My husband is disabled and I’m his primary caregiver. I can be gone for a short time, but limit that time to one and a half hours. While I’m gone I worry about my husband constantly. Is he warm enough? Did he change the position of his wheelchair every 30 minutes, as prescribed? Returning home is always a relief.
The other day I went to get a haircut and color touch-up, a welcome break from caregiving. Before I left, I helped my husband transfer from wheelchair to hospital bed, positioned his over-the-bed table, and handed him a cell phone. I also moved his wheelchair close to the bed in case he needed it.
When I returned home from the beauty shop I was surprised to see my husband in his wheelchair, watching television. “Did you get out of bed yourself?” I asked.
“No, a fireman helped me,” he replied.
His answer puzzled me. Maybe I had missed a linking sentence, or my hearing aids needed new batteries. “What fireman?” I asked. Then he told me this story.
Shortly after I left the house a smoke alarm suddenly went off. This signal alerted our alarm company, and a representative called. The man asked if my husband was okay. “I don’t smell any smoke,” my husband said, “but I can’t give you any more details because I’m a paraplegic and in bed.”
According to the representative, the local fire company had already been notified, and he asked how they could enter our home. “Well, the front door is locked,” my husband explained. “I’ll give you the garage door code and they can come in that way.”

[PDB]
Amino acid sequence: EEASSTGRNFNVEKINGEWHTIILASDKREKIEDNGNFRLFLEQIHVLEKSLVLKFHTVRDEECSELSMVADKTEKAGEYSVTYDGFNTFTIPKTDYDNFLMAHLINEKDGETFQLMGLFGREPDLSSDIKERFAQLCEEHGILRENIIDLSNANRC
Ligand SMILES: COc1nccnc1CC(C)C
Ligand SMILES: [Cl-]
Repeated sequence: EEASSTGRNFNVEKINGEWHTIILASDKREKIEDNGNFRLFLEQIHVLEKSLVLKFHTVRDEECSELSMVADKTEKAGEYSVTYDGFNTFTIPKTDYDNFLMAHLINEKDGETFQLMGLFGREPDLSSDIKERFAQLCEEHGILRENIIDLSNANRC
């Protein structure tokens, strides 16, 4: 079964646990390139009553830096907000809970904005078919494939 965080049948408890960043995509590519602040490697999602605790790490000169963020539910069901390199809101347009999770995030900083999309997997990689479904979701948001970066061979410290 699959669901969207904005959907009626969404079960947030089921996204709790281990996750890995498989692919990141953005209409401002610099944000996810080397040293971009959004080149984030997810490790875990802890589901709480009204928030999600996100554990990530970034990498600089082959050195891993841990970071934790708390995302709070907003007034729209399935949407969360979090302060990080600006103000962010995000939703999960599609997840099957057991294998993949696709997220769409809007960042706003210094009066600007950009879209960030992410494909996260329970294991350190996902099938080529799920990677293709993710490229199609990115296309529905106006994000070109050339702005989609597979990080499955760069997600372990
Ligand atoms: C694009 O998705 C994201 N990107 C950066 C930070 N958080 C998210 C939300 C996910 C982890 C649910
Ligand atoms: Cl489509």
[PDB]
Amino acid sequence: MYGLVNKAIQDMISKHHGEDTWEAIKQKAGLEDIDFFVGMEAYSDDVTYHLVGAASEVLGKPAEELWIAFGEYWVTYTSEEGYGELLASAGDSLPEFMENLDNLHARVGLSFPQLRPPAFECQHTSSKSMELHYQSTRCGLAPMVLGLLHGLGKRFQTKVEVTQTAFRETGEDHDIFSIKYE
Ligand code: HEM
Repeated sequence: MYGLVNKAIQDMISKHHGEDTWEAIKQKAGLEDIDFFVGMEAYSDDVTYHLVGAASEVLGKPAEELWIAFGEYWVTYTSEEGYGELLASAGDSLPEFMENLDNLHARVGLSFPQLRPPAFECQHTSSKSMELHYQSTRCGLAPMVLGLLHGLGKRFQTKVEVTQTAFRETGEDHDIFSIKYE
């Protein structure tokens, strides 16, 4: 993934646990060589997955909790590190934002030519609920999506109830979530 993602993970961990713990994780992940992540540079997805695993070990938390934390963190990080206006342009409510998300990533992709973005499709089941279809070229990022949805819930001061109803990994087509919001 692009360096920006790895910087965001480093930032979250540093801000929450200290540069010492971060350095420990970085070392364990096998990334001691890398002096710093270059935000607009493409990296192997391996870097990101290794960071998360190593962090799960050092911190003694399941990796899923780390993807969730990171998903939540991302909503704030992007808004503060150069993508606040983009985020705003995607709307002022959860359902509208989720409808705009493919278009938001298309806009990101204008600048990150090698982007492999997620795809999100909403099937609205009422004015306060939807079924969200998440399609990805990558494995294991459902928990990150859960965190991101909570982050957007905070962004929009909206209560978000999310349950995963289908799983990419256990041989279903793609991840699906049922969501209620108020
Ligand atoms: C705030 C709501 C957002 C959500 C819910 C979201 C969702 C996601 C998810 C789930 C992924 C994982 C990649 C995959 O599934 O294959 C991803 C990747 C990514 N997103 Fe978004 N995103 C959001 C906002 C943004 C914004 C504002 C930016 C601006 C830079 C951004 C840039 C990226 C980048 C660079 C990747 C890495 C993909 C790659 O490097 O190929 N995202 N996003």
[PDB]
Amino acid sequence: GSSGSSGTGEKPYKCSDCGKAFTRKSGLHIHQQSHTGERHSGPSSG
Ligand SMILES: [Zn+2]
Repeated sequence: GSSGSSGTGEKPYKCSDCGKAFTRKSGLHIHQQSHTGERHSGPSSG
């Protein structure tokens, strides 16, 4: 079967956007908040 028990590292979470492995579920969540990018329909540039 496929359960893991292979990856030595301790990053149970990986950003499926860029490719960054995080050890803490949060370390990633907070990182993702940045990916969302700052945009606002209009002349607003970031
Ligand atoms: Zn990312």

About 15 minutes lager a huge fire truck pulled up in front of our townhome. Three firemen (two stayed on the truck) came in the back door and entered my husband’s bedroom. They asked him some questions and my husband said he could be more helpful if he was out of bed. “If I try to get up myself that will take a half hour,” he explained. “If you swing my legs to the side, I can be up in a few minutes.”
The lead fireman swung his legs to the side and moved the wheelchair closer for easy access. Meanwhile, the other firemen checked all of the smoke alarms. They tried to disable the blaring alarm and, when that was unsuccessful, removed it from the ceiling. It turned out to be a defective alarm, and we had a new one installed.
Then I did something I needed to do. I drove to the fire station, which is only a half mile from our place, and rang the doorbell. A fireman came to the door. I handed him my business card so he would remember our address, told him the story of the malfunctioning smoke alarm, and asked him to thank the crew. “I didn’t work that shift,” he noted. “That was a different shift and I will thank them for you.”
“Thank you,” I replied, “because helping my disabled husband get out of bed was above and beyond the call of duty.”
The fireman smiled. “We’re here to serve,” he answered. Certainly, the afternoon crew served us. We are grateful to all the firemen who serve their communities day and night. They are caregivers, too, and face a myriad of challenges, many of them life-threatening. My husband and I thank the local firemen for their prompt, caring service.